The Australian Government sent a rescue ship and took out all the white civilians. The PNG Chinese community members were left behind enemy lines, a sign of the administration’s attitude at the time.
Chin Hoi Meen recalled having to send his wife, then pregnant with their second child, and his three-year-old son Larry, to Adler Bay to seek refuge with his mother and other families fleeing the Japanese invasion.
There were few illusions among the Chinese about the attitudes of the Japanese, following reports of terrible slaughters and brutality with the 1930’s invasion of China by troops from Japan.
Chin Hoi Meen chose to remain in Rabaul. The Japanese took him prisoner along with many other Chinese to perform manual labour such as loading ships and digging waterholes.
He recalled how the Japanese beheaded 10 Chinese men and later captured several more leaders of the Rabaul Chinese community who were subsequently shot in cold blood near the Wunawutung Hotel on the north coast of Rabaul. Shirley, his third child, was also born during the tumultuous war period.
Chin Hoi Meen applied for permission from the Japanese to go to Sum Sum plantation at Adler Bay, 70 miles from Rabaul, to join his wife and family.
A permit was issued to him and two friends, enabling them to pass through several checkpoints from Rabaul to the Warangoi River, which was a long way from their destination.
One of his friends drowned while crossing a river. Beyond the river was “no man’s land” but the young man persevered and walked four days to reach the plantation. There was a contingent of Japanese soldiers camped near the plantation. The young Chinese family lived with the daily fear of knowing that they could be killed any time as they lived in the midst of their enemies as refugees.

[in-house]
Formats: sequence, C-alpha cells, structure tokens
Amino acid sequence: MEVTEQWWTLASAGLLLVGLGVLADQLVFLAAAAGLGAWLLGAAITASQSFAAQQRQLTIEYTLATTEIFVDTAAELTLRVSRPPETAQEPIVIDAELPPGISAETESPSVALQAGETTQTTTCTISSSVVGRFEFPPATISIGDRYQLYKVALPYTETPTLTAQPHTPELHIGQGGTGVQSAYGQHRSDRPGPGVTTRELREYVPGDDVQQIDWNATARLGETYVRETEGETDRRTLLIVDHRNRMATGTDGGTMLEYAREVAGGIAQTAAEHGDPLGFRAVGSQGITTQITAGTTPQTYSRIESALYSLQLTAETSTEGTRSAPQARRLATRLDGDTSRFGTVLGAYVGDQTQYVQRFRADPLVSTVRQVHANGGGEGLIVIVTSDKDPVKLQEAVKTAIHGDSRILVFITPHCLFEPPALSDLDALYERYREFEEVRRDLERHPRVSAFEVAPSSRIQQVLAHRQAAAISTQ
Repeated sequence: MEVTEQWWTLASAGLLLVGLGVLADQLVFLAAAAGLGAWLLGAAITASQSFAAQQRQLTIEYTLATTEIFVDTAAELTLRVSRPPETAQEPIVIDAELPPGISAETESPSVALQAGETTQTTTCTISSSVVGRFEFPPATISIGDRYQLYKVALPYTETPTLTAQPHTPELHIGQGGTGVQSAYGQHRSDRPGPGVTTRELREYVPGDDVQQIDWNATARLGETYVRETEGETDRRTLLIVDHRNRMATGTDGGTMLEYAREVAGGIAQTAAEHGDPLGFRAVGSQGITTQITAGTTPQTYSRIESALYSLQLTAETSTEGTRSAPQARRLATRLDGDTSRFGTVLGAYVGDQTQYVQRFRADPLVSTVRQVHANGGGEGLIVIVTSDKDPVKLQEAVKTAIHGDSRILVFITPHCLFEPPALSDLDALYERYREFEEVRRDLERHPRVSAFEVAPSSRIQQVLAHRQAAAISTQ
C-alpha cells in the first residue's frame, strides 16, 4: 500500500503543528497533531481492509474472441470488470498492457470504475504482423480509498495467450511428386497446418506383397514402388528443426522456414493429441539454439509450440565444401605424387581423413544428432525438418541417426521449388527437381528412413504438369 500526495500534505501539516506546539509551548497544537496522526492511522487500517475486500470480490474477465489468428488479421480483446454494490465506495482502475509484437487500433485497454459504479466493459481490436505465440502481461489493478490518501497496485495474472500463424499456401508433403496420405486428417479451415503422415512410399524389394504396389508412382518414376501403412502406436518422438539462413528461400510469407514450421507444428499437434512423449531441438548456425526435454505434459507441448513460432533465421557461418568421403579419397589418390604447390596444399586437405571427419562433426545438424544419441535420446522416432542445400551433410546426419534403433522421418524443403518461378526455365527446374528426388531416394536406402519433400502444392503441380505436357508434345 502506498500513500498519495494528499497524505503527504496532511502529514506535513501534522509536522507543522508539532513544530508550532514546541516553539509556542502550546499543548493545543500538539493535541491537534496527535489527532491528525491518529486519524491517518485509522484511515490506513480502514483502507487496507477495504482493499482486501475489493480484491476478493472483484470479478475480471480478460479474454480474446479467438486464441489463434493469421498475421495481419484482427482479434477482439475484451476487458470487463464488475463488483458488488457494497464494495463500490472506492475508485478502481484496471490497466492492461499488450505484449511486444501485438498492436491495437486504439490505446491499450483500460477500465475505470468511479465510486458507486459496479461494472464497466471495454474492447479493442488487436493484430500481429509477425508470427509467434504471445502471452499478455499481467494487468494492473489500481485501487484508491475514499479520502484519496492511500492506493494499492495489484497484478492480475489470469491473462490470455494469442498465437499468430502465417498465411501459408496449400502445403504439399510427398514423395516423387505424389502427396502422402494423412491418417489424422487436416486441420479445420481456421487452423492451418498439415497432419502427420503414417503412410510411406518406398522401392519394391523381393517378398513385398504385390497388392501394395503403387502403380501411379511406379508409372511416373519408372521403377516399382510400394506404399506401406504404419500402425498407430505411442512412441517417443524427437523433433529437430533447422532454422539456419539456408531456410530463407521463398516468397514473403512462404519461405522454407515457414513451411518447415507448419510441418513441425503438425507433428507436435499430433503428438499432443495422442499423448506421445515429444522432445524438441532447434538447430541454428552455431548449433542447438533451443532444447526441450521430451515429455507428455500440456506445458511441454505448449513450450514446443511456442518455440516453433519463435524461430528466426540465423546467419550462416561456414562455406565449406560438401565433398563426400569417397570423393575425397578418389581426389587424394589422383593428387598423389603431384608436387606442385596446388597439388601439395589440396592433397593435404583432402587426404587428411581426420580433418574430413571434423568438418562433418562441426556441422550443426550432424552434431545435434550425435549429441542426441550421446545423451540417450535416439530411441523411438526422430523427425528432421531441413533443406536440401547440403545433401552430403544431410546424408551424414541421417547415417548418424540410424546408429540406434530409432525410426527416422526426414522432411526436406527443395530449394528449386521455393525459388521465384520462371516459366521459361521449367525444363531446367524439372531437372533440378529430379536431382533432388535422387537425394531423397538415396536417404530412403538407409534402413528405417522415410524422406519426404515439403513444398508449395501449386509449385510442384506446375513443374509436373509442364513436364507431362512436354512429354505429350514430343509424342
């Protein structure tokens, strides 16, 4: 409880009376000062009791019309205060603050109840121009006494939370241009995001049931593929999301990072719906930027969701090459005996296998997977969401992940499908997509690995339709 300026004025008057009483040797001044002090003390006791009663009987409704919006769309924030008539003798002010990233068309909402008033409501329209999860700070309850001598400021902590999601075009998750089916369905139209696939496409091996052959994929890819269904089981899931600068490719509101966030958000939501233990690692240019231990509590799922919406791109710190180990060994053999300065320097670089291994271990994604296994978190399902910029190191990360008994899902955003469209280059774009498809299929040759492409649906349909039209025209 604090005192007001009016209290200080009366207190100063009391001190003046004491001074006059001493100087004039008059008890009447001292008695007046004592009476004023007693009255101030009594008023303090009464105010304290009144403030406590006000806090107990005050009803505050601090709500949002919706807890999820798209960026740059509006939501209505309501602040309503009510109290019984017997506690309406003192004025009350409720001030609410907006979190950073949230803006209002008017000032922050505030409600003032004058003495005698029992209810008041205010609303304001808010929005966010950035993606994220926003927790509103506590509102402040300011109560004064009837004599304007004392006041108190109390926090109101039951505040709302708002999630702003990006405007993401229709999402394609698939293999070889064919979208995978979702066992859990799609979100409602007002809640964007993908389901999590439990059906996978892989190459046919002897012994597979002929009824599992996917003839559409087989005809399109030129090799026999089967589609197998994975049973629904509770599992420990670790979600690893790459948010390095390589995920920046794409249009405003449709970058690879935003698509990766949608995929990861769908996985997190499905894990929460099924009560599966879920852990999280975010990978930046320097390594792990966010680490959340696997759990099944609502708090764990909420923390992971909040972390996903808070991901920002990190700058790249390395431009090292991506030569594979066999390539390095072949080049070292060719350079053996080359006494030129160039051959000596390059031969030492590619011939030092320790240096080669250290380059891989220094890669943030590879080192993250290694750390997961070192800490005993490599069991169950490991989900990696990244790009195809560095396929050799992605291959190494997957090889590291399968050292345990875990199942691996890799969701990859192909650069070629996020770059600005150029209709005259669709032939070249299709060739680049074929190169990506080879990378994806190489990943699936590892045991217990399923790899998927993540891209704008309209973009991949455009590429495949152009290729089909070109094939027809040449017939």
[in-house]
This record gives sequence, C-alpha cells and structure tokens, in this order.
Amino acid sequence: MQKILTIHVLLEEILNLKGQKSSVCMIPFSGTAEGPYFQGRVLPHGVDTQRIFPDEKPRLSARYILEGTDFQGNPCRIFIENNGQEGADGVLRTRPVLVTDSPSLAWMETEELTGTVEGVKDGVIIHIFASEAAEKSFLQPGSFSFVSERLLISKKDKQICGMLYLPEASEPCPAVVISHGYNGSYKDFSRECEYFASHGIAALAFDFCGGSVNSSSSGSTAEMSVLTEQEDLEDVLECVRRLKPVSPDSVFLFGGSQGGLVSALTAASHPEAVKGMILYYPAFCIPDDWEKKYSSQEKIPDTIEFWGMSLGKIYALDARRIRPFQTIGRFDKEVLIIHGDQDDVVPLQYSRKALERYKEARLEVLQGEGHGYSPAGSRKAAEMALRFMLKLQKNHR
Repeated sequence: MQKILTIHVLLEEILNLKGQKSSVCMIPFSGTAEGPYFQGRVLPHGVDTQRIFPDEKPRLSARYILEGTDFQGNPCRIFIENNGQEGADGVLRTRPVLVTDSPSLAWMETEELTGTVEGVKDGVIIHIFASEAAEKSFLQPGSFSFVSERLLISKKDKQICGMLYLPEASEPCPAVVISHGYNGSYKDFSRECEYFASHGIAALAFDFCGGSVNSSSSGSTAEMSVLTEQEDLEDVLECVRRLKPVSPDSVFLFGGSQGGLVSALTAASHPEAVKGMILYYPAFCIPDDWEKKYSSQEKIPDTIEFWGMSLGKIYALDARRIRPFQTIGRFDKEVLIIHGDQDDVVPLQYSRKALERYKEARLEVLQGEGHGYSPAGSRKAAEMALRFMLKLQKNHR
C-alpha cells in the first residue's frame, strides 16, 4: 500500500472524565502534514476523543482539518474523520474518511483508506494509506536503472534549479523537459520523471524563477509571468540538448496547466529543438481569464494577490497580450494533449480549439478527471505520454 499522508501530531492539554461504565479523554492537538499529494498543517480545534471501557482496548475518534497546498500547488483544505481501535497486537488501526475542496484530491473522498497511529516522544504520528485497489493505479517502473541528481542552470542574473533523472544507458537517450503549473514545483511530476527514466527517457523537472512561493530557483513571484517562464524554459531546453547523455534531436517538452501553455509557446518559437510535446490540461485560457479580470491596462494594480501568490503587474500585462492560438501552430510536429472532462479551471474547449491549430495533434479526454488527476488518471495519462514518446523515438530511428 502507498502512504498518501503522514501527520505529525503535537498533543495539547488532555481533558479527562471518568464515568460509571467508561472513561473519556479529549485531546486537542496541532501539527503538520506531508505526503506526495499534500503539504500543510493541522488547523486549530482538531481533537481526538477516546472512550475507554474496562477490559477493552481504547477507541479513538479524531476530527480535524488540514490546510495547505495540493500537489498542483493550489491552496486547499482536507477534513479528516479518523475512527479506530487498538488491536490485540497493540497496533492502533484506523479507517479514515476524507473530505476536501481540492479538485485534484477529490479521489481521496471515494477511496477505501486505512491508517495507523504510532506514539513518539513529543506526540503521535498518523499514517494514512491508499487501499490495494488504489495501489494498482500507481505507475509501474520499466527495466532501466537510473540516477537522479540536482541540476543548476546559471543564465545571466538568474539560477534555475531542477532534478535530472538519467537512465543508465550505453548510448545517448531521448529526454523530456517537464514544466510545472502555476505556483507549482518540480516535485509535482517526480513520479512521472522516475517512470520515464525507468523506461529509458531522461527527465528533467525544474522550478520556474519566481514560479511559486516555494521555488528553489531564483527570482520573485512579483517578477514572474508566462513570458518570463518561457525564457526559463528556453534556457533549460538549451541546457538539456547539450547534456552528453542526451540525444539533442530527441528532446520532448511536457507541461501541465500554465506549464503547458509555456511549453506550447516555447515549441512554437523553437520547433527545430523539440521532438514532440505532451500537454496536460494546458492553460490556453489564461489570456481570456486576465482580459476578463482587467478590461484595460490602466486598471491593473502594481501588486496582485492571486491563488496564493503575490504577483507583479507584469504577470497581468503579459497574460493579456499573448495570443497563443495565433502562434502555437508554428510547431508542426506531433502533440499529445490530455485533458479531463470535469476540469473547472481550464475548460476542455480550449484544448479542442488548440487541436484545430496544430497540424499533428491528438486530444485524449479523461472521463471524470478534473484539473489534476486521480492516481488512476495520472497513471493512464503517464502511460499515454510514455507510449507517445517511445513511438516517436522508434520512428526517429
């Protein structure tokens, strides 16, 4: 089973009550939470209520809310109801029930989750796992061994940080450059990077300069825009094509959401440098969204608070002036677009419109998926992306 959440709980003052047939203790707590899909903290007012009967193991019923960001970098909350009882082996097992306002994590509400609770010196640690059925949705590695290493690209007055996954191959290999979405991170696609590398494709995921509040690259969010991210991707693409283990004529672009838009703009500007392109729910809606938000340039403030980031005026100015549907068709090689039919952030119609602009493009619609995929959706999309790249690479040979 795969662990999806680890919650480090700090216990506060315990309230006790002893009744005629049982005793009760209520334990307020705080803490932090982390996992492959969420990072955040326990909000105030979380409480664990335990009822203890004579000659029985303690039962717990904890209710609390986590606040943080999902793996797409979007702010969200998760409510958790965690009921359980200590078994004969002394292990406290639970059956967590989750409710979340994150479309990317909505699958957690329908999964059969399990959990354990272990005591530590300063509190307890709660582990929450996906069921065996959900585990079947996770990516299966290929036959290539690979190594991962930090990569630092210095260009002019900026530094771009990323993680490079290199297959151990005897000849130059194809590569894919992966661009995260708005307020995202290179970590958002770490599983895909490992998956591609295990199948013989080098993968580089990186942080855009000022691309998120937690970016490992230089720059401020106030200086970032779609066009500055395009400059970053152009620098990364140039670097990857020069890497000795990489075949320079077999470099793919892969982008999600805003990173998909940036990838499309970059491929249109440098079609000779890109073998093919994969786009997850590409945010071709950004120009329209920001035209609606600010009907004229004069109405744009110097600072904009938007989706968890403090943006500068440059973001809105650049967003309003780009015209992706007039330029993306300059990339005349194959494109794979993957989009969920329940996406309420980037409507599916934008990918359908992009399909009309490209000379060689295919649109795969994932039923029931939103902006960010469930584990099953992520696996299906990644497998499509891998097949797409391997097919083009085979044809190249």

American war planes would fly overhead nearly every day, and the refugees always ran for cover in case of an attack. One day, Chin Hoi Meen and his family were caught by surprise and fired upon by the American aircraft, whose crew thought they were Japanese. During this attack, two Chinese men and a woman were killed and a baby girl wounded. One day in 1943, two New Guinea soldiers crept past the Japanese guards and entered Chin Hoi Meen’s house. They showed him a note from the Australian spies known as the Coastwatchers. Their main task was to monitor the Japanese movements and send radio messages to Australian headquarters located in Port Moresby.
The Coastwatchers were desperate to know what was happening inside Rabaul and asked him to spy on the Japanese and send vital information back to the Australians. Chin Hoi Meen did not hesitate.
He began to form an extensive network in Rabaul. He made several detailed maps and sketches of Japanese positions. He also detailed all they could find, from weapons to ammunition dumps, ships and planes.
All the information was handed over to the Allied Command, where it was assessed and used later to attack key Japanese positions in Rabaul.
Chin Hoi Meen contacted Major Charles Bates of the Australian Intelligence Bureau (AIB) and began to accumulate counter intelligence during 1943.
He sent this information plus maps and intelligence to the AIB units operating in East New Britain. His work for the AIB was voluntary and always at the risk of his own life and those of his family members.